As you might have noticed (but most likely you haven’t), I’m not among those whose productivity shot up to epiphanic levels during quarantine. I did not catch up with any of my numerous reading lists, and the pandemic has definitely not inspired me to start any exciting new projects about the virus or anything else. For the most part, during the past few months I have been wrapping up all the stuff that had been slowly brewing while I was not updating this blog.
First of all, I finished my PhD. I managed to deliver my thesis in time and only had to make a few minor corrections after the discussion, which was pretty sweet. I also got my first proper academic gig, which absorbed a lot of my time (especially considering the many uncertainties and disruptions that online learning adds to the university experience I had just started getting used to). Since the term ended, I’ve been mostly focused on applying for new jobs and generally enjoying the thrill/panic of the newly minted PhD student, minus all the stuff you can’t do because of Covid-19 (which means most of the best stuff). I have no idea what the future will bring, but considering the huge amount of shit that has been sweeping across the planet and ruining the livelihoods of so many people this year, I’ve been feeling blessed for having this to think about and not something else.
Speaking of exciting things, a couple articles of mine have come out. The first is a Social Media + Society paper about the Digital Nomad, the politics of geotagging, and the aesthetics of post-work on Instagram. Considering I submitted the first draft at the end of January 2019, I was super happy to finally see this come to light. It is a chapter of my thesis and I am used to think about it within my discourse on tagging, but it is very interesting to see it in dialogue with other studies on Instagram culture.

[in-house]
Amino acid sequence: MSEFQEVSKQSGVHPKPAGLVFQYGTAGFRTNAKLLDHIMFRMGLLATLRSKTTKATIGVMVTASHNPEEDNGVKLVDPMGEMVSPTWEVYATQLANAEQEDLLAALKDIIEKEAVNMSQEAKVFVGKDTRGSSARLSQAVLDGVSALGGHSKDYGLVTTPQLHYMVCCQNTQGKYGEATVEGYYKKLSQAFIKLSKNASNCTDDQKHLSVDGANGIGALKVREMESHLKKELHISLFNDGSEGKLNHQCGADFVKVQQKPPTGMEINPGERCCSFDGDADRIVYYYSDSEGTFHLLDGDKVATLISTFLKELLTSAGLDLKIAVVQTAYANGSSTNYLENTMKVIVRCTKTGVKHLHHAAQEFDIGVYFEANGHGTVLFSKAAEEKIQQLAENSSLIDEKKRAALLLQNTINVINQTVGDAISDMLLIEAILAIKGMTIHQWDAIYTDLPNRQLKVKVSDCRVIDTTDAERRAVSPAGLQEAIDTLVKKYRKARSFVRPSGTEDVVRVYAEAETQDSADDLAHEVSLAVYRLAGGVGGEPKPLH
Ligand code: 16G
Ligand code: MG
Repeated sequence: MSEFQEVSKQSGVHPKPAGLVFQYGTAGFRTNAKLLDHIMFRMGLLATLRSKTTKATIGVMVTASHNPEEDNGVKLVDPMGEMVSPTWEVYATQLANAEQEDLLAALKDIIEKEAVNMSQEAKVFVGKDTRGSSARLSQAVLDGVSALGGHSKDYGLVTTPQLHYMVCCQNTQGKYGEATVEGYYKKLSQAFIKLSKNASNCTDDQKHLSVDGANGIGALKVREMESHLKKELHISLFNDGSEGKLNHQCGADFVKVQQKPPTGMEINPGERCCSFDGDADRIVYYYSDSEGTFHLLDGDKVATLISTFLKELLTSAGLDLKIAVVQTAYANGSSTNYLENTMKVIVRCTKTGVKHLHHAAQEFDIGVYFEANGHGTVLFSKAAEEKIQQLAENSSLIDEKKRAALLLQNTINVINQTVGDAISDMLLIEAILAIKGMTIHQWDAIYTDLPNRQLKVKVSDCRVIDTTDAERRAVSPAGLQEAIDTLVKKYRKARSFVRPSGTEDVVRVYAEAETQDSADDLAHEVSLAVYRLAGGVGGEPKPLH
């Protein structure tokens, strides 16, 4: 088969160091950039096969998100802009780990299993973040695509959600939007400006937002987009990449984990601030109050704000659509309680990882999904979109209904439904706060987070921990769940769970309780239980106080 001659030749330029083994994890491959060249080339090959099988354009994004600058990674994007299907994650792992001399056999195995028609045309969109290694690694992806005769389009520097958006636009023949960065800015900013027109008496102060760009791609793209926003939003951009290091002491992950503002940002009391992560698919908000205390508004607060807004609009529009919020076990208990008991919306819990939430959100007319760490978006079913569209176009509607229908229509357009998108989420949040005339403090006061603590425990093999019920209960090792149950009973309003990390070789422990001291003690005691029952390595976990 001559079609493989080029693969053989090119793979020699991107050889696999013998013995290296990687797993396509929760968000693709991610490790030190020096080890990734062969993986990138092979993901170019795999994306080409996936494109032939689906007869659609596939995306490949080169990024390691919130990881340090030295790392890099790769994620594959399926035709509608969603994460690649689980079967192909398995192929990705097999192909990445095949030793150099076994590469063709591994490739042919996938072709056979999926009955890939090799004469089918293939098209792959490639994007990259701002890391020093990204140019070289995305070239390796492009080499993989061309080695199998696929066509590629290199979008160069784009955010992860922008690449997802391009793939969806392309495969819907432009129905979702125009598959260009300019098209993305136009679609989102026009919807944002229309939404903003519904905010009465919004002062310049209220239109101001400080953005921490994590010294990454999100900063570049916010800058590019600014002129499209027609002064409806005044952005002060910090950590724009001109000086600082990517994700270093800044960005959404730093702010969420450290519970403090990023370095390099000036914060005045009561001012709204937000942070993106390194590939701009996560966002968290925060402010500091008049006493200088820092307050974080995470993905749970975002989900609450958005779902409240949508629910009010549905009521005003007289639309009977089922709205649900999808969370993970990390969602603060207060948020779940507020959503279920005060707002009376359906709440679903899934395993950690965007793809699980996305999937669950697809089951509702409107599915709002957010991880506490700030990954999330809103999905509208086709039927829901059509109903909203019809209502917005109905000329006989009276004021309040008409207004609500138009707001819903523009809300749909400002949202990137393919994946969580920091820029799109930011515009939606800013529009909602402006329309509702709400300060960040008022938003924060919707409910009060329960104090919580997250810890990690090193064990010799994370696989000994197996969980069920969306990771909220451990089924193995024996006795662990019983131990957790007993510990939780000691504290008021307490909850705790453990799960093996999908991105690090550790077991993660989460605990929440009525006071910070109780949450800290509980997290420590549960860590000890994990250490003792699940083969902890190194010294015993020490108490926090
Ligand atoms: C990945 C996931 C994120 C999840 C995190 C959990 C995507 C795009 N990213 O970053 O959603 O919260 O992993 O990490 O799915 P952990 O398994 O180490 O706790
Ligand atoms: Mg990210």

The second is a shorter piece about Tagging Aesthetics, published as part of a new issue of APRJA about Research Networks. It combines the first and last chapters of my thesis into a very short and hopefully coherent text, which traces the main trajectory of my research quite effectively. The publication is the result of a very productive e-mail exchange and an in-person workshop at the last Transmediale in Berlin, so I am extra happy to see it because it reminds me of the last proper good time I had before lockdown.
I should have more publishing updates before the end of the year, but honestly I’m thinking of using this space to post lower-pressure, more spontaneous stuff about cities, comedy or food in the meantime. During my PhD I haven’t been writing freelance as much as I used to, and while there are other reasons for that (e.g. I haven’t been paid for some articles yet) it might be good to use the newly freed mind space to do something different. Who knows, maybe I’ll even start a newsletter or something.